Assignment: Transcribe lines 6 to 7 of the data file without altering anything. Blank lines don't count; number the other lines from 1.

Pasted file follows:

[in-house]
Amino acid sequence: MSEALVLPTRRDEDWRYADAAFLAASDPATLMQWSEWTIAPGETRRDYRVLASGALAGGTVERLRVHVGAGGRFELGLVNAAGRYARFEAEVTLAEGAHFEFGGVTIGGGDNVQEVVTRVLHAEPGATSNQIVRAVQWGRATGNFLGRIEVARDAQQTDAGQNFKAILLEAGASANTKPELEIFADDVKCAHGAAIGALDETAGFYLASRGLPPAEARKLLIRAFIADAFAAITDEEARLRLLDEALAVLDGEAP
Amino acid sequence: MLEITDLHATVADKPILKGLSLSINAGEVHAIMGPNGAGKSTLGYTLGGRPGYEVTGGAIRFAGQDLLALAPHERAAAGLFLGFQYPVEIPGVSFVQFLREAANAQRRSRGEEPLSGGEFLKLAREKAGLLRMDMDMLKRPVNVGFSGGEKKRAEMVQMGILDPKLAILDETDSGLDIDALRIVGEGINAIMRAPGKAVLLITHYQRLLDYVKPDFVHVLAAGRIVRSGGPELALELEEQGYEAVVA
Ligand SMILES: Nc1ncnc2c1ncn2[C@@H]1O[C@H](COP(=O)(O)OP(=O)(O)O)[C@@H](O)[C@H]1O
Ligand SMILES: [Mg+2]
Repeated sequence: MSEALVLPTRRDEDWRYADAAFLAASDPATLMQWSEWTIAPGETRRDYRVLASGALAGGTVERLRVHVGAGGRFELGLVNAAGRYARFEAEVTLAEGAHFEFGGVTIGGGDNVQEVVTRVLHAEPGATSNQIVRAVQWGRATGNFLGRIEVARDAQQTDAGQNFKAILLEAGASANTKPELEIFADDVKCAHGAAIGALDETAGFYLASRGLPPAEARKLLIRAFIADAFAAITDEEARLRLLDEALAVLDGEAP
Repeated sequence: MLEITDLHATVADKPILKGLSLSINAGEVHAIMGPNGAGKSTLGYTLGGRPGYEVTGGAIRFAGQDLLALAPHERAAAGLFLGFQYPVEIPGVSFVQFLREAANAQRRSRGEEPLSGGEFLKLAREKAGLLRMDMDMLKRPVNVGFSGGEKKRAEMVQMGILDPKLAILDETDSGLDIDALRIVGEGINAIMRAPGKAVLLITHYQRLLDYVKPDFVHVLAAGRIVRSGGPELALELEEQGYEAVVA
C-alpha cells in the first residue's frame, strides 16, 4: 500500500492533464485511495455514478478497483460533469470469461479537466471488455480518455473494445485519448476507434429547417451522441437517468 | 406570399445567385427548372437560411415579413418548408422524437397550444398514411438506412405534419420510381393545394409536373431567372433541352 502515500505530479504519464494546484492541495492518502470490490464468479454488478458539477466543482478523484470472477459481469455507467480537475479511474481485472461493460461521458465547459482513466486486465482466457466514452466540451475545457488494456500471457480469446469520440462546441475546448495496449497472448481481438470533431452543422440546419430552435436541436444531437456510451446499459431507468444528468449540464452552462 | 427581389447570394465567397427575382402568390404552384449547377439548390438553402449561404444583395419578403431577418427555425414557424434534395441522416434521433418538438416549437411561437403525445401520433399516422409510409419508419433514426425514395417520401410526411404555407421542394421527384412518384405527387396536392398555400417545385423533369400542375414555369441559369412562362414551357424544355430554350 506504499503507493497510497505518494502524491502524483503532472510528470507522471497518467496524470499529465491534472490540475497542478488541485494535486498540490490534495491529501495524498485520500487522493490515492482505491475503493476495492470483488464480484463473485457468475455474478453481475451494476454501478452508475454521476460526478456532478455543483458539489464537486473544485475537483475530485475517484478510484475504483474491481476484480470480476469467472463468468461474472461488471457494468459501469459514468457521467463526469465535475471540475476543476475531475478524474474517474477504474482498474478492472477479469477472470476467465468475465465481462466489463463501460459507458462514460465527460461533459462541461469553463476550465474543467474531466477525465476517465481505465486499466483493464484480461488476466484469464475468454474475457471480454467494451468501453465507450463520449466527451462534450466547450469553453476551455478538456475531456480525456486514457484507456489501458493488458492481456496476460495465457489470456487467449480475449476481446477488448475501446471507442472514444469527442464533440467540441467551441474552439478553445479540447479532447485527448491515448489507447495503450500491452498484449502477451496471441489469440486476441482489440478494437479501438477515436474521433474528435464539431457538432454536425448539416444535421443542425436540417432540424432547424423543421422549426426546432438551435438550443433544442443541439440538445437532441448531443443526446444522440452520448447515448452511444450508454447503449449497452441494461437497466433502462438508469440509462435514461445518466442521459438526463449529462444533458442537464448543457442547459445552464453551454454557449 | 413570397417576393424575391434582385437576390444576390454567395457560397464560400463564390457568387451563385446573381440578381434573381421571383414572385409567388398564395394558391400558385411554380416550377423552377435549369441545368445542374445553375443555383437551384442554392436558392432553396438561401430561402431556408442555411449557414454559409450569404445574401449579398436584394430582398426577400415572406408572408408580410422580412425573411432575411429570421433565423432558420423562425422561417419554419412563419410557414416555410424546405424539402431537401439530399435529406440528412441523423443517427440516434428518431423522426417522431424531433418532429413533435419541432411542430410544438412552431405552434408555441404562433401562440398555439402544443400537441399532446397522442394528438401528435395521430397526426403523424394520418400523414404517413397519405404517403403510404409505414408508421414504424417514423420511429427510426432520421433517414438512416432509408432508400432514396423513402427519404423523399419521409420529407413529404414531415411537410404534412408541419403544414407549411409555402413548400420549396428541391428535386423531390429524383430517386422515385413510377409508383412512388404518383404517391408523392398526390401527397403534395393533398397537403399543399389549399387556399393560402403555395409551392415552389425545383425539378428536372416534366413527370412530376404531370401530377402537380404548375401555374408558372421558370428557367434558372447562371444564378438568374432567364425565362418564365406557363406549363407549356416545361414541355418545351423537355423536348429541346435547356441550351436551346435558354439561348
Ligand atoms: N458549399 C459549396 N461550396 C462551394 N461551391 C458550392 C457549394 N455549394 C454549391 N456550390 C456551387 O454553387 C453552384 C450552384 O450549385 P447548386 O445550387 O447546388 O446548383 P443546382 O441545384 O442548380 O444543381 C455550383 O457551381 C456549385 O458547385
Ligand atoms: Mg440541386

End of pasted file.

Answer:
Repeated sequence: MSEALVLPTRRDEDWRYADAAFLAASDPATLMQWSEWTIAPGETRRDYRVLASGALAGGTVERLRVHVGAGGRFELGLVNAAGRYARFEAEVTLAEGAHFEFGGVTIGGGDNVQEVVTRVLHAEPGATSNQIVRAVQWGRATGNFLGRIEVARDAQQTDAGQNFKAILLEAGASANTKPELEIFADDVKCAHGAAIGALDETAGFYLASRGLPPAEARKLLIRAFIADAFAAITDEEARLRLLDEALAVLDGEAP
Repeated sequence: MLEITDLHATVADKPILKGLSLSINAGEVHAIMGPNGAGKSTLGYTLGGRPGYEVTGGAIRFAGQDLLALAPHERAAAGLFLGFQYPVEIPGVSFVQFLREAANAQRRSRGEEPLSGGEFLKLAREKAGLLRMDMDMLKRPVNVGFSGGEKKRAEMVQMGILDPKLAILDETDSGLDIDALRIVGEGINAIMRAPGKAVLLITHYQRLLDYVKPDFVHVLAAGRIVRSGGPELALELEEQGYEAVVA